Your suggestion that underserved communities could benefit from a conditionally license physician is an alogism; how can a community procure a medical babysitter in ibidem that is suffering a shortage of care? Hmm, interestingly, residents in a gated community are more apt to provide the supervision you suggest

“…humans are fallible, they make mistakes and in this case, he did worse than that--he was swayed by celebrity or financial gain or both”
Yes we are capable of recadency, turpitude, and redemption; I’m not sure I’d not prefer a failed, and punished man over alcoholic, or drug addicted physicians who practices with a sufficient amount of asceticism to remain undiscovered


“… the Jackson family has too much… I don't think the licensing board would want to deal with the bad press …”
Politics isn’t a valid reason for rejecting his medical license reinstatement, but with respect to Should “he be barred from medicine for life?: No. But will he? Your anecdotalism suggest the correct political climate

Michael Kirsch, M.D. said...

Agree with Ph.D. over the logophile Third News. I think it should be over for Murray. The fact that there are tainted practitioners with valid licenses is an anemic defense to rehabilitate Murray. When you're caught speeding on the highway, try explaining to judge that other drivers were going much faster and were not molested by law enforcement.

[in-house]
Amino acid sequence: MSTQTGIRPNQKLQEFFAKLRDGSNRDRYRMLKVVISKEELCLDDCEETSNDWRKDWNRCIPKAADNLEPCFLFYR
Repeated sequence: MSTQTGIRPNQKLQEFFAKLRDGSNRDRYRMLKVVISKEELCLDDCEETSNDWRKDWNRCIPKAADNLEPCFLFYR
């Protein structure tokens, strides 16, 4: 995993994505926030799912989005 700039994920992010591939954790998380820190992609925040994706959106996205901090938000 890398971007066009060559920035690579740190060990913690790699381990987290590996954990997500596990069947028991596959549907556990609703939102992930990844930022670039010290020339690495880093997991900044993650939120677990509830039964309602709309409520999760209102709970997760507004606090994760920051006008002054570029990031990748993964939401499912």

Separate from the issue at bar, I am pleased that the Jackson family did not legally prevail against the concert promoter. Comments appreciated.

Third News said...

Murray isn’t requesting a cassation but a hearing for his iatramelia -is he not within his rights to file a ‘Petition for Reinstatement’?

MD Whistleblower, Murray's case was an "extreme departure" of care but ad rem, California’s most common physician complaint is drug related.

I believe the Jackson family did not legally prevail partially because Michael was a willing participant in his addiction, and Dr. Murray was not his first rodeo. I suspect this may also be a factor in the Medical Board’s conditional licensing -we will see

BTW, it is not epeolatry but just a glottogonic exercise for a diglot’s brain

Michael Kirsch, M.D. said...

Sure, Murray, like the rest of us, has a right to petition. I think he faces a very high bar. And, to reiterate my point, if his petition is granted, then the system shows itself to be a joke, in my view.
Regarding the concert's promoter's legal victory, I believe that this was entirely on the merits. They were clearly not culpable. They didn't need the aid of external forces. They had the facts on their side.